Piloting the United Kingdom ‘Prescribing Safety Assessment’ with pharmacist prescribers in Scotland

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Prescribing is a complex task requiring considerable knowledge and skills. The Prescribing Safety Assessment (PSA) was developed by the British Pharmacological Society and the United Kingdom (UK) Medical Schools Council. Between February and June 2014, over 7000 final year medical students undertook the PSA, with an overall pass rate of 94%. Independent prescribing for suitably trained pharmacists was introduced in the UK in 2006. To date there has been little focus on any objective measures of prescribing safety.


To determine the PSA performance of a pilot group of pharmacist prescribers in Scotland relative to medical students and to test the feasibility and acceptability of running the PSA.


Methods: A group of 59 pharmacist prescribers took part in ten events. The PSA consisted of 30 questions to be completed over 60 min. All questions had been used in the 2014 assessments for final year medical students. The PSA was undertaken online under invigilated conditions, mirroring the medical student assessment. One month later, participants were invited to complete an online evaluation questionnaire.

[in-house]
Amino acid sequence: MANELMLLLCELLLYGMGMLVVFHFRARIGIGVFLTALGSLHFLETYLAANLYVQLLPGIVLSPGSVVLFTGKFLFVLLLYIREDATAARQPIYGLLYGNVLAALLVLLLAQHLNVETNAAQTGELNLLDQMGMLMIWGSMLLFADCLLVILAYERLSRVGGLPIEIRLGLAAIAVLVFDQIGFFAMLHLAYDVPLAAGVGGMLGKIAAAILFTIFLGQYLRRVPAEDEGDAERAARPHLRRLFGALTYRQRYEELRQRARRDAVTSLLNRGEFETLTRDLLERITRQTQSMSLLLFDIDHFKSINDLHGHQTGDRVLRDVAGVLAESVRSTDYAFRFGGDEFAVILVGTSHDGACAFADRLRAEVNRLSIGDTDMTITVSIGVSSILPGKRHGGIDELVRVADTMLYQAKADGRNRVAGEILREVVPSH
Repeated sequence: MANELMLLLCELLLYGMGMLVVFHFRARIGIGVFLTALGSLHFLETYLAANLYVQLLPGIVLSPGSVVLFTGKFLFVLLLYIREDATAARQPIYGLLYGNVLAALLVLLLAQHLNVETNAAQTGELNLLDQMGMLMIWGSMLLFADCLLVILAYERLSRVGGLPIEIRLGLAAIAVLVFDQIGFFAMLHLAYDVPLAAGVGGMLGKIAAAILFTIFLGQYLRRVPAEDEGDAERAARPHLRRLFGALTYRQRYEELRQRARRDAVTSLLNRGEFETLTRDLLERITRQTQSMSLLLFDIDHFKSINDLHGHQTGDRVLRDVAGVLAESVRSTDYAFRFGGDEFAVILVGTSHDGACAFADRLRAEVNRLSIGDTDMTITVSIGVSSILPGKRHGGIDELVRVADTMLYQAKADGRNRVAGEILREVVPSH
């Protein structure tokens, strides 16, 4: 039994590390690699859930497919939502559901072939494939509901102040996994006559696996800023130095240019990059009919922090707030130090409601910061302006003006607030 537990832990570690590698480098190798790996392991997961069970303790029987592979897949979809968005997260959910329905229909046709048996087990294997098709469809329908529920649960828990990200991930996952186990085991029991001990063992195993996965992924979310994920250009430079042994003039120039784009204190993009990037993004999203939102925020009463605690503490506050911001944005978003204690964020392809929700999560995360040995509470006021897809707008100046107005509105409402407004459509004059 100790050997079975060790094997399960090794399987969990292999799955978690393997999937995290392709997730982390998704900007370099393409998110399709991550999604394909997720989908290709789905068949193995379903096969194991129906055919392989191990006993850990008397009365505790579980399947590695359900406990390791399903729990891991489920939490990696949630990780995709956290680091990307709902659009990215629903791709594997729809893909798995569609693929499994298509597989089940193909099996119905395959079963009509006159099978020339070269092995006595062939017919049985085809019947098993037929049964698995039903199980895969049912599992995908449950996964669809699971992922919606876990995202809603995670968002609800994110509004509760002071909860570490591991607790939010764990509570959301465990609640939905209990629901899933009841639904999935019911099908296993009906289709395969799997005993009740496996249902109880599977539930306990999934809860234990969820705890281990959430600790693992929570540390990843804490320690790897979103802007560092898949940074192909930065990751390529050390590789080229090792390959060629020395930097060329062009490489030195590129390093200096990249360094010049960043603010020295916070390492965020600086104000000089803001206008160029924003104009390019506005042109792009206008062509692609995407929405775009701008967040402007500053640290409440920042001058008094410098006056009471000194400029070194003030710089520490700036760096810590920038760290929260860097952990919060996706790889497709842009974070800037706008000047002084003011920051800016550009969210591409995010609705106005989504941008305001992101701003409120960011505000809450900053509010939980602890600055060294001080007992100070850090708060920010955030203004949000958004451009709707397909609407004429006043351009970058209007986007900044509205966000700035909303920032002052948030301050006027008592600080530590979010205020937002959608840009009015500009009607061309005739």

The mean overall PSA scores (±SD) were 87.5% ± 8.7 (range 52–98) compared to a 88.5% for medical students. Based on an Angoff passmark of 76.0%, 53 pharmacists (89.8%) passed compared to an overall pass rate in PSA 2014 of 94%. Pharmacists performed equivalently to medical students in all assessment areas, with a slightly lower performance in the prescribing, drug monitoring and data interpretation questions offset by better performance in prescription review and adverse drug reactions. Feedback was positive in relation to appropriateness, relevance and level of difficulty of the PSA although several commented that they were practicing in very specific clinical areas.


These pilot events have benchmarked the PSA performance of pharmacist prescribers with final year medical students, and feedback confirmed feasibility and acceptability.

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